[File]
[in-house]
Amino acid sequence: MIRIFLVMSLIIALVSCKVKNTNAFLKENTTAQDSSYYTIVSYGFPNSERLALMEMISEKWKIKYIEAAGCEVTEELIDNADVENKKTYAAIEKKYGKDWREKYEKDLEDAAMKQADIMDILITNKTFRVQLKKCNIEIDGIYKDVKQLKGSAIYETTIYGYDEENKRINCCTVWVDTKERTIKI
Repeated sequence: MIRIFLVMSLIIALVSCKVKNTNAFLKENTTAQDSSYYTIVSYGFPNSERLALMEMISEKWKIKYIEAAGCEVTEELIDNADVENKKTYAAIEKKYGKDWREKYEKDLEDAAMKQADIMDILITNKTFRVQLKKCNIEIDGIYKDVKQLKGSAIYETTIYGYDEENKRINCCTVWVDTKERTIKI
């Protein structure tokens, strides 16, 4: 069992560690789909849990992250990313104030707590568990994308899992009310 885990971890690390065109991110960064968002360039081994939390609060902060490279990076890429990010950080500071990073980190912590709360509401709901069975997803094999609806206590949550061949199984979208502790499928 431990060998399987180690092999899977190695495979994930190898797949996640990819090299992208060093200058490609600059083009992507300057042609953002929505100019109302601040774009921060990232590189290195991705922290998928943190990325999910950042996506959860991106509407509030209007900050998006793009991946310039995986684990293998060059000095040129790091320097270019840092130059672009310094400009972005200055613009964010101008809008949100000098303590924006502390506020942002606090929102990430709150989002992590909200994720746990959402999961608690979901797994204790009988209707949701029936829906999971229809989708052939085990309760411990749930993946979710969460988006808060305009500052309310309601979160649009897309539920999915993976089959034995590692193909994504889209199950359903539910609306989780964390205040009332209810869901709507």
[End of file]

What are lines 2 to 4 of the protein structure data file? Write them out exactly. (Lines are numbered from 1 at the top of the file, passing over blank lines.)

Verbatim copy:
Amino acid sequence: MIRIFLVMSLIIALVSCKVKNTNAFLKENTTAQDSSYYTIVSYGFPNSERLALMEMISEKWKIKYIEAAGCEVTEELIDNADVENKKTYAAIEKKYGKDWREKYEKDLEDAAMKQADIMDILITNKTFRVQLKKCNIEIDGIYKDVKQLKGSAIYETTIYGYDEENKRINCCTVWVDTKERTIKI
Repeated sequence: MIRIFLVMSLIIALVSCKVKNTNAFLKENTTAQDSSYYTIVSYGFPNSERLALMEMISEKWKIKYIEAAGCEVTEELIDNADVENKKTYAAIEKKYGKDWREKYEKDLEDAAMKQADIMDILITNKTFRVQLKKCNIEIDGIYKDVKQLKGSAIYETTIYGYDEENKRINCCTVWVDTKERTIKI
């Protein structure tokens, strides 16, 4: 069992560690789909849990992250990313104030707590568990994308899992009310 885990971890690390065109991110960064968002360039081994939390609060902060490279990076890429990010950080500071990073980190912590709360509401709901069975997803094999609806206590949550061949199984979208502790499928 431990060998399987180690092999899977190695495979994930190898797949996640990819090299992208060093200058490609600059083009992507300057042609953002929505100019109302601040774009921060990232590189290195991705922290998928943190990325999910950042996506959860991106509407509030209007900050998006793009991946310039995986684990293998060059000095040129790091320097270019840092130059672009310094400009972005200055613009964010101008809008949100000098303590924006502390506020942002606090929102990430709150989002992590909200994720746990959402999961608690979901797994204790009988209707949701029936829906999971229809989708052939085990309760411990749930993946979710969460988006808060305009500052309310309601979160649009897309539920999915993976089959034995590692193909994504889209199950359903539910609306989780964390205040009332209810869901709507």